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Hello,

I'm looking for help with the following ODE:

f'(t) = x f(1 - at)

for 0 < a < 1, x in any interval (though 0 < x < 1 would be best), and f(0) = 1. There should be a solution for $0 \leq t \leq 1$...

My rather weak repertoire of techniques from undergrad & an introductory textbook on time-shifted ODE's hasn't gotten me very far at all.

I don't know if the origins will be helpful, but just in case any combinatorics people are drifting through, this comes from calculating the volume of polytopes related to alternating permutations. Stanley has the answer when a = 1 in his survey of the subject, but none of the 3-4 easy ways of getting the answer in that case seem to generalize very well.

Thanks!

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$x$ is a constant? –  Gerry Myerson Jul 31 '11 at 5:42
    
Sorry, yes x and a are both constants. –  user146 Jul 31 '11 at 15:01

2 Answers 2

up vote 2 down vote accepted

Consider the mapping $g:t\to 1- at$. It has a fixed point $t_0=1/(1+a)\;$. Denote $g_n$ the $n$-th iteration of $g$. Then $g_n(t)=(-a)^n t+1-a+\ldots+(-a)^{n-1}\;$, $g'_n(t)=(-a)^n$, $n=0,1,\ldots\;$. From the equation we have $$ f^{(n)}(t)=x^n g_1'(t)g_2'(t)\ldots g_{n-1}'(t)f(g_n(t)), $$ so $f^{(n)}(t_0)=(-a)^{n(n-1)/2}x^n f(t_0)$. The expansion of $f$ in the Taylor series at $t=t_0$ is $$ f(t)=f(t_0)\sum_{n=0}^\infty\frac{(-a)^{n(n-1)/2}x^n(t-t_0)^n}{n!}. $$ The value of $f(t_0)$ can be obtained form the initial condition. For $a=1$ the solution has an explicit form: $$ f(t)=\frac{\cos \left(\left(t-\frac{1}{2}\right) x\right)+\sin \left(\left(t-\frac{1}{2}\right) x\right)}{\cos \left(\frac{x}{2}\right)-\sin \left(\frac{x}{2}\right)}. $$

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This is quite nice, thank you! Accepting the answer, and I'd be interested in hearing how you recognized the (slightly complicated) explicit form below from the sum above. –  user146 Aug 1 '11 at 18:22
    
Actually, a little confused by the result. If $t_{0} = 0$ (as we might as well assume it is), the sum above is completely symmetric in x and t, but the equation below certainly isn't. Strange. –  user146 Aug 1 '11 at 18:23
    
(Finally, please let me know if you'd like a mention if/when the note using this is put up. The series seems to be enough for what I need) –  user146 Aug 1 '11 at 18:27
    
@unknown (google) Please use it as you like. The value of $t_0=1/(1+a)$ is fixed, it cannot be given any value. For arbitrary $y\in [0,1]$ the formula becomes $$ f(t)=\sum_{n=0}^\infty\frac{(-a)^{n(n-1)/2}x^n(t-y)^n f(g_n(y))}{n!}. $$ Only for the fixed point $t_0$ it simplifies as above. –  Andrew Aug 1 '11 at 18:59
    
As for the case $a=1$ the series splits in two: $$ \sum_{n=0}^\infty\frac{(-1)^{n(n-1)/2}x^n(t-1/2)^n}{n!}= \sum_{n=0}^\infty\frac{(-1)^{n}x^{2n}(t-1/2)^{2n}}{(2n)!}+ \sum_{n=0}^\infty\frac{(-1)^{n}x^{2n+1}(t-1/2)^{2n+1}}{(2n+1)!}= $$ $$ \cos \left(\left(t-\frac{1}{2}\right) x\right)+\sin \left(\left(t-\frac{1}{2}\right) x\right). $$ Taking into account the initial condition gets $$ f(t_0)=\frac1{\cos \left(\frac{x}{2}\right)-\sin \left(\frac{x}{2}\right)}. $$ –  Andrew Aug 1 '11 at 18:59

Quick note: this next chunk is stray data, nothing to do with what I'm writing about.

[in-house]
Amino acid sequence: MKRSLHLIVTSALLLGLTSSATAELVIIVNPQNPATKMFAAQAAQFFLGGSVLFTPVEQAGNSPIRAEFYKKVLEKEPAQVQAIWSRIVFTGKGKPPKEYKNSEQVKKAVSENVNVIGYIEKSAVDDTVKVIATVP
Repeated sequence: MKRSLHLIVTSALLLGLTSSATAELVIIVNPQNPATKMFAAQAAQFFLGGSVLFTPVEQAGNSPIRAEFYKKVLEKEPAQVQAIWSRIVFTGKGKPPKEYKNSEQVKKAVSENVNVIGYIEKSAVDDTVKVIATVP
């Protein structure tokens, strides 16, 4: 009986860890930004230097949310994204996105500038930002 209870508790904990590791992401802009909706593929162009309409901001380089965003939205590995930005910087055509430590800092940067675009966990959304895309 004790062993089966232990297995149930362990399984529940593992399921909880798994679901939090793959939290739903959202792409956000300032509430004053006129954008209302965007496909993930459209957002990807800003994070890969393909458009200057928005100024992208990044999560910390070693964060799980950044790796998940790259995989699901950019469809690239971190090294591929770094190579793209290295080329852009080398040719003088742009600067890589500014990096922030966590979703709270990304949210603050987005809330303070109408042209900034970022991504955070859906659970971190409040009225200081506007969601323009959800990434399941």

I will assume that $x$ is a constant. Your equation is equivalent to the integral equation $$ f(t)=\frac{x}{a}\\,\int_{1-at}^1f(s)\\,ds,\quad 0\le t\le 1. $$ It is clear thar $f\equiv0$ is a solution. The question is wether tere are other solutions. If $f\colon[0,1]\to\mathbb{R}$ is continuous, define $$ Kf(t)=\frac{x}{a}\\,\int_{1-at}^1f(s)\\,ds. $$ It is clear that $K$ is a linear operator on the Banach space $X$ be of all continuous real functions defined on $[0,1]$ with the supremum norm $\|f\|=\sup_{0\le t\le1}|f(t)|$. The original equation is equivalent to $Kf=f$. It is also easy to show that fir $f,g\in X$, then $$ \|Kf-Kg\|\le x\\,\|f-g\|. $$ Thus, if $|x|<1$, the Banach fixed point theorem implies that $f\equiv0$ is the unique solution.

Edit

The initial condition is $f(0)=1$, not $f(0)=0$ as I wrongly assumed above. The original problem is the equivalent to $Kf=f$ with $$ Kf(t)=1+\frac{x}{a}\\,\int_{1-at}^1f(s)\\,ds,\quad 0\le t\le 1. $$ Again, we see that there is a unique solution. ¿How to find it? One possibility is trhogh succesive approximations. Start with $f_0\equiv1$ and let $$ f_{n+1}(t)=1+\frac{x}{a}\\,\int_{1-at}^1f_n(s)\\,ds,\quad n\ge0. $$ Then $f_n$ converges uniformly in $[0,1]$ to the unique solution.

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Thanks for the comment. I think that you have shown that there is at most one solution for a given initial condition. However, I'm interested in the initial condition f(0) = 1, not f(0) = 0. For f(0) = 1, there is certainly a unique nonzero solution when a = 1, and your proof seems to not depend on a < 1 (which is really the only thing that initially made me suspicious, I have little intuition). –  user146 Jul 31 '11 at 16:42
    
I misread the initial condition. I have edited my answer. –  Julián Aguirre Jul 31 '11 at 19:50

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